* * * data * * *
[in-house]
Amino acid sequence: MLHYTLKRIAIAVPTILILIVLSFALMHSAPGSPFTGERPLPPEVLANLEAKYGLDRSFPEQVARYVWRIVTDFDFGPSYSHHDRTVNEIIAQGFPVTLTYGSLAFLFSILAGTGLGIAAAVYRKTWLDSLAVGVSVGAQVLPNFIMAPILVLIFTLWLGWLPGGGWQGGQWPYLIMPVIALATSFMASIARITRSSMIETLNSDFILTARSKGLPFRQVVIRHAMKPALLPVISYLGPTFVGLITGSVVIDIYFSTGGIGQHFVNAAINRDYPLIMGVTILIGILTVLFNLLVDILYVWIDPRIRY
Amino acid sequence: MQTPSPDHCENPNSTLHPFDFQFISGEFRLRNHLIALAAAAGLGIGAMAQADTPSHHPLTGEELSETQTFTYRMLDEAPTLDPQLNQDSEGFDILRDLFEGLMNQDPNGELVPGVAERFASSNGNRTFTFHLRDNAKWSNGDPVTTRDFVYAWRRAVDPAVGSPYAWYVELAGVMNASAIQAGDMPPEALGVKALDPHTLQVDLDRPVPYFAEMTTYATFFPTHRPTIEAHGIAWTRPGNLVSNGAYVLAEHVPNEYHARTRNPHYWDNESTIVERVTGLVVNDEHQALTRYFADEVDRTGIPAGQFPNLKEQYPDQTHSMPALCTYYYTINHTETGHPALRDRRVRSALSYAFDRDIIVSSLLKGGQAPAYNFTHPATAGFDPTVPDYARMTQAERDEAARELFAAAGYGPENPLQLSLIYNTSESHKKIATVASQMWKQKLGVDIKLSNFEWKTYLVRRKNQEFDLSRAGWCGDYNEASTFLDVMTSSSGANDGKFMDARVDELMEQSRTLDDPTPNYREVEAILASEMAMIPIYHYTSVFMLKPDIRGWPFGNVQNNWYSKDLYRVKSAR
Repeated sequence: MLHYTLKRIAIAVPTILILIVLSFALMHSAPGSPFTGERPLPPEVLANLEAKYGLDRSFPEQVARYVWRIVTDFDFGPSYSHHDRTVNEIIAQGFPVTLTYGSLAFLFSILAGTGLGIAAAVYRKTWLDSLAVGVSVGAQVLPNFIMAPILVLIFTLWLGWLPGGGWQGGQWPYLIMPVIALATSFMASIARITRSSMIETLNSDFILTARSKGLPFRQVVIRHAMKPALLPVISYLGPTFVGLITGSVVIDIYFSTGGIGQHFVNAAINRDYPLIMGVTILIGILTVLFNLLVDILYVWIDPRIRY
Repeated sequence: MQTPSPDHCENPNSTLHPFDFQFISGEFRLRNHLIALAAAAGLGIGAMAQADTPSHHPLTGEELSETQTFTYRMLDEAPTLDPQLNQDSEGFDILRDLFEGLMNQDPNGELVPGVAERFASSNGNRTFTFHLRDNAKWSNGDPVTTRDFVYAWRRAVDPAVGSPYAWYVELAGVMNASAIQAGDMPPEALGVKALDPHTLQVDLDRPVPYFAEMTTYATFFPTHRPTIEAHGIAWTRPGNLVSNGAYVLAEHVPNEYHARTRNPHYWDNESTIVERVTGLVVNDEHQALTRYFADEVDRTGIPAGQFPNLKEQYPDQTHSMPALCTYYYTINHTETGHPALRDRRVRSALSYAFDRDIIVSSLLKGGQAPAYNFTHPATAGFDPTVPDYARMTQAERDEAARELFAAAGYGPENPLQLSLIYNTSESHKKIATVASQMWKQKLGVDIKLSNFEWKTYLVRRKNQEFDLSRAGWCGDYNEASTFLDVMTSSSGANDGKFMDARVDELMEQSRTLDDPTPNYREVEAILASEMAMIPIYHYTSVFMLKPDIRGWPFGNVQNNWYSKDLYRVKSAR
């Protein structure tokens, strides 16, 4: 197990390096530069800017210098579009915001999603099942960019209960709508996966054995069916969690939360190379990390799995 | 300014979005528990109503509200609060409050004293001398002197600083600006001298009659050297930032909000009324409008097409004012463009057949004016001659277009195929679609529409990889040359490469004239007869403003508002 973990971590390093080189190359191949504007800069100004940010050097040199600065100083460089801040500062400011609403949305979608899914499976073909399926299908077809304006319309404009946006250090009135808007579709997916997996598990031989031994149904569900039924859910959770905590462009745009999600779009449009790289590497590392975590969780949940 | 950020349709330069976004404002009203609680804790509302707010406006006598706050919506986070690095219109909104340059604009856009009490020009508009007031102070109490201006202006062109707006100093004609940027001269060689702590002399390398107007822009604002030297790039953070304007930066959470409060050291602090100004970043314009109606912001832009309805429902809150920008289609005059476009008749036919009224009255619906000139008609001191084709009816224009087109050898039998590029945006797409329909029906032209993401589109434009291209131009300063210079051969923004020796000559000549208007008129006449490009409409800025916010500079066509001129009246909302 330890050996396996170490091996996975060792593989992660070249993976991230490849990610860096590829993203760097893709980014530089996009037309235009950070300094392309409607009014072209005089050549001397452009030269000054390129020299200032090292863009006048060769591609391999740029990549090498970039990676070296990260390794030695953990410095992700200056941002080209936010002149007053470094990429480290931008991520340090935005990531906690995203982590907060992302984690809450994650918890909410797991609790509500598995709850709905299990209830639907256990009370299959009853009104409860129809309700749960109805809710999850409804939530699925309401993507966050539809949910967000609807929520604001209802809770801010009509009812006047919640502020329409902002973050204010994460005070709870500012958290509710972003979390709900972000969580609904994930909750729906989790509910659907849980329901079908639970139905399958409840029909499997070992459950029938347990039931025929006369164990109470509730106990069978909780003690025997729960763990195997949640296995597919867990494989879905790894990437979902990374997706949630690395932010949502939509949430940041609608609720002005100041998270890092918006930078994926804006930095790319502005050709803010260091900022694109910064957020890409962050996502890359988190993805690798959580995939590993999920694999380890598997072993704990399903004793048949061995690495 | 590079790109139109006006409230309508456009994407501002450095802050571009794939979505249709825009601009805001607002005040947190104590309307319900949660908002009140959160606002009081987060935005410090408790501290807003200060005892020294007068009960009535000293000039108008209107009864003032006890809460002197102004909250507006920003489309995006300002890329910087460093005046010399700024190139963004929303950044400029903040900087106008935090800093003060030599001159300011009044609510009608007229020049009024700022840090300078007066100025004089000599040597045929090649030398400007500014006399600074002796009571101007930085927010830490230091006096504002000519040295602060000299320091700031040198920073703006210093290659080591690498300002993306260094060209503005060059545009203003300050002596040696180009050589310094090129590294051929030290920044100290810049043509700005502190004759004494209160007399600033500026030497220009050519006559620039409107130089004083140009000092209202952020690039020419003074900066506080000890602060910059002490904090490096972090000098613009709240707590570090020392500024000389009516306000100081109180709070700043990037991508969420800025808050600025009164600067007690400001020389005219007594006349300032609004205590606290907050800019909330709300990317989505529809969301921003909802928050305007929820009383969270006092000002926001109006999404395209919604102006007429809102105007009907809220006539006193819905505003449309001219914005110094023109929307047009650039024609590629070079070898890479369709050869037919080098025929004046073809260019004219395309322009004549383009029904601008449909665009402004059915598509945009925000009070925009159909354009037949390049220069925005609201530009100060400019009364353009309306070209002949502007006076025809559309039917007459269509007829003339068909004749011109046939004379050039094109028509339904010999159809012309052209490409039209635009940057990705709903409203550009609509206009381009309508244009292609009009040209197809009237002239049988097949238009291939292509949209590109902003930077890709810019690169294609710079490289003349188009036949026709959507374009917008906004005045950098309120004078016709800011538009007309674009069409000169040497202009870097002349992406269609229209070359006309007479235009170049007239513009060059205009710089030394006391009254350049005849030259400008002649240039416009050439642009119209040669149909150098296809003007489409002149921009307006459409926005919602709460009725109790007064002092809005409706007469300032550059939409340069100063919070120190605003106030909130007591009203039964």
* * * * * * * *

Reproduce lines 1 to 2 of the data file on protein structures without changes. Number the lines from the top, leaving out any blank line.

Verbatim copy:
[in-house]
Amino acid sequence: MLHYTLKRIAIAVPTILILIVLSFALMHSAPGSPFTGERPLPPEVLANLEAKYGLDRSFPEQVARYVWRIVTDFDFGPSYSHHDRTVNEIIAQGFPVTLTYGSLAFLFSILAGTGLGIAAAVYRKTWLDSLAVGVSVGAQVLPNFIMAPILVLIFTLWLGWLPGGGWQGGQWPYLIMPVIALATSFMASIARITRSSMIETLNSDFILTARSKGLPFRQVVIRHAMKPALLPVISYLGPTFVGLITGSVVIDIYFSTGGIGQHFVNAAINRDYPLIMGVTILIGILTVLFNLLVDILYVWIDPRIRY